Some meat products like eggs, and dry beans and peas, nuts, and seeds supply many nutrients. These include protein, B vitamins (niacin, thiamin, riboflavin, and B6), vitamin E, iron, zinc, and magnesium.
Proteins function as building blocks for bones, muscles, cartilage, skin, and blood. They are also building blocks for enzymes, hormones, and vitamins. Proteins are one of three nutrients that provide calories (the others are fat and carbohydrates).
B vitamins found in this food group serve a variety of functions in the body. They help the body release energy, play a vital role in the function of the nervous system, aid in the formation of red blood cells, and help build tissues.
Iron is used to carry oxygen in the blood. Many teenage girls and women in their child-bearing years have iron-deficiency anemia. They should eat foods high in heme-iron (meats) or eat other non-heme iron containing foods along with a food rich in vitamin C, which can improve absorption of non-heme iron.
Magnesium is used in building bones and in releasing energy from muscles. Zinc is necessary for biochemical reactions and helps the immune system function properly.
Almonds, one ounce equals about 25 almonds. In the Protein Foods Group, this amount counts as 2 ounce equivalents protein foods and 2 teaspoons of oil.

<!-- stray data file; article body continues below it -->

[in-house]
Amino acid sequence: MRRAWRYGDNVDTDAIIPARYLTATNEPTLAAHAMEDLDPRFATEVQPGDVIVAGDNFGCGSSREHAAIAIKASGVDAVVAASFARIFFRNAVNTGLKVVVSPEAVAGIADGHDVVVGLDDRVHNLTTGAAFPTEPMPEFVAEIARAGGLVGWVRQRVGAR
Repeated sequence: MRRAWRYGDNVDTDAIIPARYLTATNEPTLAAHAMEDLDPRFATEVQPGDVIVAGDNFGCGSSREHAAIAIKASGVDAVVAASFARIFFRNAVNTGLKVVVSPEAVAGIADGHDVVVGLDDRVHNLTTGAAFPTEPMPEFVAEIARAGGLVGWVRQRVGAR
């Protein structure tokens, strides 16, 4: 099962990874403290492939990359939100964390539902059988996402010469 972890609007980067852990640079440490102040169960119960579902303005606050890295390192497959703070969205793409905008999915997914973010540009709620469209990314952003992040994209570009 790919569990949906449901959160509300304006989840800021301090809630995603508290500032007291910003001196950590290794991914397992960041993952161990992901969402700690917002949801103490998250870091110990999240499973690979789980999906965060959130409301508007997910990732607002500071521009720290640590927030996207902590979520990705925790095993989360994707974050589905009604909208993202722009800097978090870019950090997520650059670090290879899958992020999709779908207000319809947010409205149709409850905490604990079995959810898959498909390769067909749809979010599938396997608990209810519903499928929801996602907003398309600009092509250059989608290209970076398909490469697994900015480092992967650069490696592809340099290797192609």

Cashews, one ounce is equal to about 13 cashews
In the protein Foods Group, this amount counts as 2 ounce equivalents protein foods and 2 teaspoons oil.
Walnuts, an ounce is equal to about 9 walnuts, in the Protein Foods Group, this counts as 2 ounce equivalents protein foods and 2 teaspoons oil.
Mixed Nuts, one ounce of mixed nut in the Protein Foods Group, counts as 2 ounce equivalents protein foods, plus 2 tsp oil.
Cooked Black Beans = ½ cup In the Protein Foods Group, this counts as 2 ounce equivalents protein foods.
Cooked Kidney Beans = ½ cup In the Protein Foods Group this counts as 2 ounce equivalents of protein foods.
Cooked Pinto Beans= ½ cup In the Protein Foods Group it counts as 2 ounce equivalents of protein foods
Eating peanuts and certain tree nuts (i.e., walnuts, almonds, and pistachios) may reduce the risk of heart disease when consumed as part of a diet that is nutritionally adequate and within calorie needs. Because nuts and seeds are high in calories, eat them in small portions and use them to replace other protein foods, like lentils, tofu and other meat alternate foods. Eat unsalted nuts and seeds to help reduce sodium intakes.
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